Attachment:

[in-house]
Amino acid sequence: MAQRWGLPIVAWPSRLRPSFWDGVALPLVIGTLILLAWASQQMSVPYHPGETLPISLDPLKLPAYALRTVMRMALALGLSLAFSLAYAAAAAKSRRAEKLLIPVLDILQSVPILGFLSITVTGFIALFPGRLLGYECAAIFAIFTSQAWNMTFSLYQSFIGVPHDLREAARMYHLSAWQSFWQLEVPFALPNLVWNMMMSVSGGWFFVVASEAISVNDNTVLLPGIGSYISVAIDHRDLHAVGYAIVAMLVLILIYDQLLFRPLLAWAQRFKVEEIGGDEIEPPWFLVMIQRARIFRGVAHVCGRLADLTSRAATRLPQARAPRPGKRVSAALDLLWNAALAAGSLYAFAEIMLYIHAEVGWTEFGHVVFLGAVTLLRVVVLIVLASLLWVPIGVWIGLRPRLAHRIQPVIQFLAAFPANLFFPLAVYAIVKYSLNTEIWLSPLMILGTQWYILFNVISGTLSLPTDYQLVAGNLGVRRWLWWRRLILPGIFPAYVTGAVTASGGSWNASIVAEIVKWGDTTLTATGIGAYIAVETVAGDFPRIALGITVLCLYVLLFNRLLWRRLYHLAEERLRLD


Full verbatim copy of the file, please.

[in-house]
Amino acid sequence: MAQRWGLPIVAWPSRLRPSFWDGVALPLVIGTLILLAWASQQMSVPYHPGETLPISLDPLKLPAYALRTVMRMALALGLSLAFSLAYAAAAAKSRRAEKLLIPVLDILQSVPILGFLSITVTGFIALFPGRLLGYECAAIFAIFTSQAWNMTFSLYQSFIGVPHDLREAARMYHLSAWQSFWQLEVPFALPNLVWNMMMSVSGGWFFVVASEAISVNDNTVLLPGIGSYISVAIDHRDLHAVGYAIVAMLVLILIYDQLLFRPLLAWAQRFKVEEIGGDEIEPPWFLVMIQRARIFRGVAHVCGRLADLTSRAATRLPQARAPRPGKRVSAALDLLWNAALAAGSLYAFAEIMLYIHAEVGWTEFGHVVFLGAVTLLRVVVLIVLASLLWVPIGVWIGLRPRLAHRIQPVIQFLAAFPANLFFPLAVYAIVKYSLNTEIWLSPLMILGTQWYILFNVISGTLSLPTDYQLVAGNLGVRRWLWWRRLILPGIFPAYVTGAVTASGGSWNASIVAEIVKWGDTTLTATGIGAYIAVETVAGDFPRIALGITVLCLYVLLFNRLLWRRLYHLAEERLRLD